Iowa Sleep Blog

Five Tips For Sleeping Well During Finals

Monday, May 11, 2015

The end of the semester and school year can be stressful, as students rush to finish projects, study for exams and write papers. Students get so busy during this time, sleep frequently gets pushed aside in order to stay up for a few extra hours to stay on top of their to-do lists. It should come as no surprise that students are one of the most sleep deprived demographics in our population. But, while it may be helpful for a to-do list, it’s not helpful for your body.

When you’re not sleeping well (or at all), your body struggles to function well. Our memory-recall becomes fuzzy, motor skills slow down and we become moody and cranky. Pulling an all-nighter or even sleeping only four to five hours a night has the same effect as being legally drunk. That’s right – studies have shown this sleep deprivation leads to an impairment equivalent to a blood alcohol level of 0.1 percent.

Here are five tips for grabbing some shut eye during finals week:

1. Use a desk, not your bed – While it can be tempting to write the conclusion for your paper or do one more round of studying flashcards from the comfort of your bed, make every effort not to. Your mind should associate your bed with sleep, so avoid doing other activities from your bed. Instead, find a quiet place to sit down and focus so you can go home to your bed and sleep.

2. Make time for sleep – While it’s tempting to stay up late cramming for an exam, be sure to make sleep a priority – a full six hours or more if you can. Sleep is an essential time when your brain files away information you’ve absorbed during the day, such as your time studying, making recall easier. Studies have shown those who studied and got a good night’s rest performed better than those who stayed up later and received less sleep.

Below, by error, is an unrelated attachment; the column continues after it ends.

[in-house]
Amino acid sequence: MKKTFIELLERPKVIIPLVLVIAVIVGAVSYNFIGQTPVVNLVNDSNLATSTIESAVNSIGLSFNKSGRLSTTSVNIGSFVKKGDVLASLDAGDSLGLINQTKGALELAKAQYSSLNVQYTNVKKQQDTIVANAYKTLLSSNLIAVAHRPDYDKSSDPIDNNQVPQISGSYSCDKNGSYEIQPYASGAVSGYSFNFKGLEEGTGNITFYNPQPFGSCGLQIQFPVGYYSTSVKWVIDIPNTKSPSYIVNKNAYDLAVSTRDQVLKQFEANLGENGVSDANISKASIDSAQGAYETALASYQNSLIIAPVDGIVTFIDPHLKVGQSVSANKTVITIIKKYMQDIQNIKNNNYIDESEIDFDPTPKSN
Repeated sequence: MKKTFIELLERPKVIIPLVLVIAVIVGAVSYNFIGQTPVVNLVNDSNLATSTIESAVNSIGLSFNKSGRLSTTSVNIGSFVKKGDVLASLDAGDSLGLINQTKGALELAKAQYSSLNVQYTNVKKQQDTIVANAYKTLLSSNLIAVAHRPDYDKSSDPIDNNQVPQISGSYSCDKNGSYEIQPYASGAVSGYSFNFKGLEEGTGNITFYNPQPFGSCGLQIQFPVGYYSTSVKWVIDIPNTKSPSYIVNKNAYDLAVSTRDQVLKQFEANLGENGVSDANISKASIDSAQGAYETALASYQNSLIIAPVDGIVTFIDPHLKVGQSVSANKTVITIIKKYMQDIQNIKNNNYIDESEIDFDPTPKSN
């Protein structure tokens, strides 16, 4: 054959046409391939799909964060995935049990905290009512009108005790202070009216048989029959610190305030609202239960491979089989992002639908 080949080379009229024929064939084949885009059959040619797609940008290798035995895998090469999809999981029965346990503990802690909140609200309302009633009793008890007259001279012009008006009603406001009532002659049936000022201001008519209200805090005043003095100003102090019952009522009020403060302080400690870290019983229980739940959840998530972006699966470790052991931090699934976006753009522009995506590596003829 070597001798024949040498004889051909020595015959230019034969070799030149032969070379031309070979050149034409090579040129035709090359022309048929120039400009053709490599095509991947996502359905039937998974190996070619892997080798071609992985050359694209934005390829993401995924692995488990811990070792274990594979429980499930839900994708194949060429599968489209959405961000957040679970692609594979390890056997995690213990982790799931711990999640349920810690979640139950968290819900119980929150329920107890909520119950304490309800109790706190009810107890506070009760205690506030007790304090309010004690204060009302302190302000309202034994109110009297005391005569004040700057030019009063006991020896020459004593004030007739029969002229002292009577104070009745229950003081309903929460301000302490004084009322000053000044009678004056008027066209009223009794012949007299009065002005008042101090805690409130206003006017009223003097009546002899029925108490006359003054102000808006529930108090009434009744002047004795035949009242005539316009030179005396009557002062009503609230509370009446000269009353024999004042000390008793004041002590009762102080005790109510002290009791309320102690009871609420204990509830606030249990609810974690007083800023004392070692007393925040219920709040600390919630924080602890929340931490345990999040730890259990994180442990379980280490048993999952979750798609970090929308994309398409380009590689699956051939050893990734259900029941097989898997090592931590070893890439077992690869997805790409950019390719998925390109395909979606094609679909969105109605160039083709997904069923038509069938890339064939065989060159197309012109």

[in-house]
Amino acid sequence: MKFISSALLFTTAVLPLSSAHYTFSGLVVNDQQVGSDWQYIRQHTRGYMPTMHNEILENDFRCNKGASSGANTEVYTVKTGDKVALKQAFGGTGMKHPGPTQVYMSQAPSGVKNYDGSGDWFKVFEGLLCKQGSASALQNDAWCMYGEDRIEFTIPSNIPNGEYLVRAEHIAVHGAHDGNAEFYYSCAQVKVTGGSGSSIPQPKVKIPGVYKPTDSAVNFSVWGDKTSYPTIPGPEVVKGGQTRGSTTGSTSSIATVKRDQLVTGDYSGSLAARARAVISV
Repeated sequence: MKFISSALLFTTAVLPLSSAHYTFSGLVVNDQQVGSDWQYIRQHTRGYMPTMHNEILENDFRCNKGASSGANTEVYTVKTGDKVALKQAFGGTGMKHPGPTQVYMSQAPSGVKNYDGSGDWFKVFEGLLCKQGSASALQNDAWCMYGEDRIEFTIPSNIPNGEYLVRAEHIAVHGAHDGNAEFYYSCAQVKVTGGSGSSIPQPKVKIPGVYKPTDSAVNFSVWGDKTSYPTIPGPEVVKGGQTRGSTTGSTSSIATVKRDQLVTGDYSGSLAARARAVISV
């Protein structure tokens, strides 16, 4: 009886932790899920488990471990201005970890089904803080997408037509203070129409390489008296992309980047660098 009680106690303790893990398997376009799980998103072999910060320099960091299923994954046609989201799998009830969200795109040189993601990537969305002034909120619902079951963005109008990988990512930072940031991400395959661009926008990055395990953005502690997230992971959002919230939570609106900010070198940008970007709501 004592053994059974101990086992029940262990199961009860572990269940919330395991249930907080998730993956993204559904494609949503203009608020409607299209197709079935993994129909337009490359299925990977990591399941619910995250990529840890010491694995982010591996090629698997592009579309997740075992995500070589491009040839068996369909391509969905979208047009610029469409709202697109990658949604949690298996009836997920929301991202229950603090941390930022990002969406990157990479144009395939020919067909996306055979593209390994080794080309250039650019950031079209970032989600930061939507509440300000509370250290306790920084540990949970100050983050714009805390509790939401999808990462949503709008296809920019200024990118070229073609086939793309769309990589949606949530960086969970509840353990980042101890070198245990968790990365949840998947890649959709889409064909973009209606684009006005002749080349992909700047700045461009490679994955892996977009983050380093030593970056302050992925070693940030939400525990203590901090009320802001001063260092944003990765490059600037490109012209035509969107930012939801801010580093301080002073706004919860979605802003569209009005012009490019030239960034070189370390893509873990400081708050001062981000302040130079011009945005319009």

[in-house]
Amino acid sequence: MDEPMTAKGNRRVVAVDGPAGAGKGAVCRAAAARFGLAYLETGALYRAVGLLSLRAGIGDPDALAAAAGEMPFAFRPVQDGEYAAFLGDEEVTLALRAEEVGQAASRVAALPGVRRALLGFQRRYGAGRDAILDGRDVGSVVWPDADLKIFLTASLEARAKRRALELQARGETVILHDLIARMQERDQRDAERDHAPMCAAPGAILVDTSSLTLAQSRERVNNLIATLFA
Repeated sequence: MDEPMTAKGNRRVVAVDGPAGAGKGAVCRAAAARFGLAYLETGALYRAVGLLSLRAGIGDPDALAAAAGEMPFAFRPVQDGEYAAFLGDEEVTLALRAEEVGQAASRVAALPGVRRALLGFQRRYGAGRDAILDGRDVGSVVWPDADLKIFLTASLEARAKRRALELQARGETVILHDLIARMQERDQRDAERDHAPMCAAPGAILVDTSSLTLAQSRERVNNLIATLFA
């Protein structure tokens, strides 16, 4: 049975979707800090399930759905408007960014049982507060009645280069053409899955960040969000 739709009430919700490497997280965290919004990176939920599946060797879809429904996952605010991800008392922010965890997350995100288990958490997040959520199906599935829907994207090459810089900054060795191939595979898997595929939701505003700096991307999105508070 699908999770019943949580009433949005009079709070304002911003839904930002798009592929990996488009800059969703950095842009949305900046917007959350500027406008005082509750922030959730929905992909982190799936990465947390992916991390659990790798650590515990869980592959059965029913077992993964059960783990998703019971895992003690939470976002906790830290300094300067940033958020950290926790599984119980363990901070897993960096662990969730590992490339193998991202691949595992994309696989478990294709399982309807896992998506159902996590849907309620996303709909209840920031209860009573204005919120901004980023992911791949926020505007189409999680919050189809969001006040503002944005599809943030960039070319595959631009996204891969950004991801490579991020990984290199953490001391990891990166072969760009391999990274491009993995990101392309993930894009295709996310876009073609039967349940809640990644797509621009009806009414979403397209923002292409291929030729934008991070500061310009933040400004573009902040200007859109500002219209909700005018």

3. Continue to exercise – Even when you get busy, you should still stay consistent with being active. Take a study break and clear your head with a jog around campus or a walk through your neighborhood. Staying active allows your mind and body to both feel tired, making it easier to fall asleep.

4. Limit your screen time – In today’s digital age, it’s more convenient for an increasing number of students to take notes on their computers and download digital textbooks. During your study sessions, be sure to take frequent breaks away from your screen to give your eyes a break. When you’re done studying, stop using your computer and instead review paper notes or read a leisure book to help tell your mind it’s time for sleep.

5. Don’t let your diet suffer – When we’re sleep deprived, ours bodies tend to crave foods high in fats. Stay ahead of your cravings by eating balanced meals and snacking on healthy, low-calories foods. You should also plan to avoid consuming extra caffeine, as it can also affect your ability to both remember what you just learned and fall asleep later.

Once finals are over, be sure to take the time to straighten out your sleeping schedule. Begin going to bed and waking up at the same time each day – even on weekends – and stick to your sleeping routine. If you are a still experiencing difficulties falling or staying asleep, schedule a time to sit down with a doctor at Iowa Sleep. Our doctors will listen to your current sleep behaviors and work with you to create healthier sleep hygiene habits for a better night’s rest.